Skip to main content
CNN.com /transcript

CNN TV

EDITIONS
SERVICES
CNN TV
EDITIONS

CNN BREAKING NEWS

Ramifications of Planned Attack on the U.S.

Aired September 11, 2001 - 13:03   ET

THIS IS A RUSH TRANSCRIPT. THIS COPY MAY NOT BE IN ITS FINAL FORM AND MAY BE UPDATED.


THIS IS A RUSH TRANSCRIPT. THIS COPY MAY NOT BE IN ITS FINAL FORM AND MAY BE UPDATED.
AARON BROWN, CNN CORRESPONDENT: Joining us on the phone: Richard Holbrooke, former American Ambassador to the United Nations, Robert Gates, former head of the CIA. Mr. Gates, let me start with you, because I suspect -- I suspect that millions of Americans right now are asking, "How could something like this happen? How could it happen?"

ROBERT GATES, FORMER HEAD OF C.I.A.: I think that we have to start by acknowledging that we've been both fortunate and capable in the past. This is not the first major attack like this that has been planned. Several years ago there was a plot to bring down 11 American jumbo jets in Asia that the FBI and U.S. intelligence thwarted. And there have been some other major attacks . And I think that when you have free and open country as we do, we are vulnerable to this sort of thing. And it is the face of this term that people have been talking about for several years, of asymmetric warfare. And it is a way of getting at us, the most powerful military nation in the world in ways in which we're vulnerable.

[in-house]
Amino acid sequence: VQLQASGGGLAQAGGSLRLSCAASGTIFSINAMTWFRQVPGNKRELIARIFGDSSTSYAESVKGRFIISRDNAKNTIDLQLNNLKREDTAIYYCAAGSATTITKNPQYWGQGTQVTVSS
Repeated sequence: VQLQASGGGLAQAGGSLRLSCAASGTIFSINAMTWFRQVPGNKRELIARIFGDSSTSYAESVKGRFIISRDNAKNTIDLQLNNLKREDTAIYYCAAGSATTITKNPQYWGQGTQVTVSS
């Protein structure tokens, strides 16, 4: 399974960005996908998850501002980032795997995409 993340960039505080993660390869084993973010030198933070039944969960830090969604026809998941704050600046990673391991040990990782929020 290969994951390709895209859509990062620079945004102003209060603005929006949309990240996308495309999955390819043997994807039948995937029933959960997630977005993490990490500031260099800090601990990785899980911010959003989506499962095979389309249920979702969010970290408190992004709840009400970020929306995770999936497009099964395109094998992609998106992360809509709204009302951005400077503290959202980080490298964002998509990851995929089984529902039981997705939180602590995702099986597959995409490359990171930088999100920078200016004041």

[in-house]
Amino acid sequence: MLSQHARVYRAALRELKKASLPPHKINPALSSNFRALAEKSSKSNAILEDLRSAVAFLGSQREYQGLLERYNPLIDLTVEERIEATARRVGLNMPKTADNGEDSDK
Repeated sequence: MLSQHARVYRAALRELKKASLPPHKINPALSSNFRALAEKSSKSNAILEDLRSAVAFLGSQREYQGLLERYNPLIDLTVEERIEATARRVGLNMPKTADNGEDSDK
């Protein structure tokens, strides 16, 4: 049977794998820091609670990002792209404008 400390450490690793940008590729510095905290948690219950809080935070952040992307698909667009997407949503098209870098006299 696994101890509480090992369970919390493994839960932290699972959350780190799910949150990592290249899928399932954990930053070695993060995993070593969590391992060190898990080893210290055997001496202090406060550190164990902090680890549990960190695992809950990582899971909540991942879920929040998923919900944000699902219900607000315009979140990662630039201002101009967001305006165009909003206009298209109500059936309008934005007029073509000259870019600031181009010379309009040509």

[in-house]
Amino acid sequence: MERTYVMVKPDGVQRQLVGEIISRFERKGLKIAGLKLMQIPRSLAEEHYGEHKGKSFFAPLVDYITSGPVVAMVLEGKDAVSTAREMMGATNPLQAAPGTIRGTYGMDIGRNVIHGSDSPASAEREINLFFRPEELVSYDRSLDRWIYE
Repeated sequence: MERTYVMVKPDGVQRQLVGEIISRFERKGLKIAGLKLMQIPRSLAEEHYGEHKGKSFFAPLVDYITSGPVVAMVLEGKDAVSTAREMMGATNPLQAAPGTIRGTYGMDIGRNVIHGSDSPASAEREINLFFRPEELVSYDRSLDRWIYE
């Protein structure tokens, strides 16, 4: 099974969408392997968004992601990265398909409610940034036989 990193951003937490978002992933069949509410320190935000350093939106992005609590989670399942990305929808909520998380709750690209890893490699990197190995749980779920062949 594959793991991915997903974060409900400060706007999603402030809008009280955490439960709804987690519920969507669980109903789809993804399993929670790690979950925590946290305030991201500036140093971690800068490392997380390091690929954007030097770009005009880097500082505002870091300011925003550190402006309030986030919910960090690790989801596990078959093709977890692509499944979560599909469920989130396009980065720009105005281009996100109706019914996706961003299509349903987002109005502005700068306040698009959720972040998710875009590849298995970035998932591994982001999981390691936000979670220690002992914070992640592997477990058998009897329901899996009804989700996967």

BROWN: So we heard -- and perhaps given the proximity to events it's a little bit unseemly. We heard a member of Congress not but a few minutes ago essentially say that the American government failed its people. Is it fair to say that this is a failure or are we just can't -- can't know it all?

GATES: Well, personally, I believe that for people to start blaming people and organizations at this point is highly premature. And I think that we need to find out just exactly how bad this situation is and deal with it. The idea of starting to cast blame within hours of having happened is in fact unseemly.

BROWN: Ambassador Holbrooke, does the United States in a situation like this go it alone or does it gather the international community together as one -- or as much of one as it can -- and try and respond in that form?